The retina is a layer of special light-sensitive tissue at the back of the eye that sends nerve impulses up the optic nerve to the brain. In people with diabetes, tiny blood vessels in the retina may become diseased and damaged. This process is called diabetic retinopathy. It usually affects the retina slowly, over months or years.
The longer a person has diabetes, the greater the risk of diabetic retinopathy. All people with diabetes are at risk, whether or not they are insulin dependent.
Diabetes can cause the blood vessels to swell and leak blood or fluid around the retina. The healing process forms scar tissue. These problems can damage the retina so badly that the retina functions less effectively and vision is impaired.
The area of the retina that provides the sharpest vision is called the macula. Leaking blood or fluid can cause the macular to swell (macular oedema). This causes blurred vision and is a common result of diabetic retinopathy.
YOUR MEDICAL HISTORY
Your ophthalmologist needs to know your medical history to plan the best treatment for you. Tell your ophthalmologist about any health problems you have. Some may interfere with treatment, surgery, anaesthesia, recovery and medical treatment following recovery.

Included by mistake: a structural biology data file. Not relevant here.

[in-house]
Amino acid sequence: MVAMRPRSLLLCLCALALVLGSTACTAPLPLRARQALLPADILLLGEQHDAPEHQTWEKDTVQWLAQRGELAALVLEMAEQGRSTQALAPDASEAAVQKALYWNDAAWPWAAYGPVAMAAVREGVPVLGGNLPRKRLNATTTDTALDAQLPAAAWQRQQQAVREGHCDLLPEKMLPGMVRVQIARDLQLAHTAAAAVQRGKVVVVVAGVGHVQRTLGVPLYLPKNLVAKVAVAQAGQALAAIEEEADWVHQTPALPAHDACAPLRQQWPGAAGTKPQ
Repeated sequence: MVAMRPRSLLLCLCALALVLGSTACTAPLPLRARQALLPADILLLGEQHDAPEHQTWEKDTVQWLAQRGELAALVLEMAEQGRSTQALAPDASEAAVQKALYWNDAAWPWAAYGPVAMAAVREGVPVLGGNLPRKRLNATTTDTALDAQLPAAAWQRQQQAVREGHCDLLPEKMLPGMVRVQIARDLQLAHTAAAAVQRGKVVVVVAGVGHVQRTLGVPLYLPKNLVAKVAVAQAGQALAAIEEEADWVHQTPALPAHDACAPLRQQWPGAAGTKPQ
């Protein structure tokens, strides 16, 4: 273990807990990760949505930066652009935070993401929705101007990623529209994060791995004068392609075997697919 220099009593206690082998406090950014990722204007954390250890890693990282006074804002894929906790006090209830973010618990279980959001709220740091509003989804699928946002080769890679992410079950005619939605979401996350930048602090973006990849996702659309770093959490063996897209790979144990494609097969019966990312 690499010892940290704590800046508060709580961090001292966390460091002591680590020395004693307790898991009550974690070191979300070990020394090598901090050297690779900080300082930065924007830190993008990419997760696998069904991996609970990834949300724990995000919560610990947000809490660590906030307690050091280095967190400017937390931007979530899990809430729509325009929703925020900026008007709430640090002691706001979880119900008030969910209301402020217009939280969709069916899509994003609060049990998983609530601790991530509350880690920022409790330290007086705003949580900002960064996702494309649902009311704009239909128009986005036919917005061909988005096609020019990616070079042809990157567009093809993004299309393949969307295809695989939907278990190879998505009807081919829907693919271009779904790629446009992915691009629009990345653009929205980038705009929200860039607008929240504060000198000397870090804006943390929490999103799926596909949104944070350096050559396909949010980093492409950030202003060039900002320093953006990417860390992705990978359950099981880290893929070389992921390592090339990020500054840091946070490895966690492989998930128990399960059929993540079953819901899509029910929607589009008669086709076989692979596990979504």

A DECISION TO HAVE SURGERY
As you make the decision whether to have surgery, make sure that you understand the risks, benefits and limitations of surgery. If you do not have surgery, your symptoms and condition may continue to worsen.
Only you can decide if surgery is right for you. If you have any questions, ask your ophthalmologist.
Surgery to treat retinopathy is usually performed under local anaesthesia. Occasionally, general anaesthesia may be used.
SURGERY TO TREAT RETINOPATHY
Surgery does not cure diabetic retinopathy but can slow or prevent further vision loss. Procedures include:
Laser treatment (photocoagulation) – the ophthalmologist uses a laser beam to seal leaking blood vessels and to shrink abnormal blood vessels.
Vitrectomy – when a lot of blood has leaked into the eye, and vision does not clear or the retina has detached, a vitrectomy may be needed. The vitreous body, a jelly-like substance that fills the inside of the eye, is removed and replaced with a salt solution. This salt solution is absorbed over time and replaced by fluid produced by the eye. The ophthalmologist may also remove retinal scar tissue during the vitrectomy.
POSSIBLE RISKS AND COMPLICATIONS
Surgery to treat retinopathy is safe and effective, but does have risks of complications. These are more fully outlined in the complete RANZCO patient education pamphlet and should be discussed with your ophthalmologist.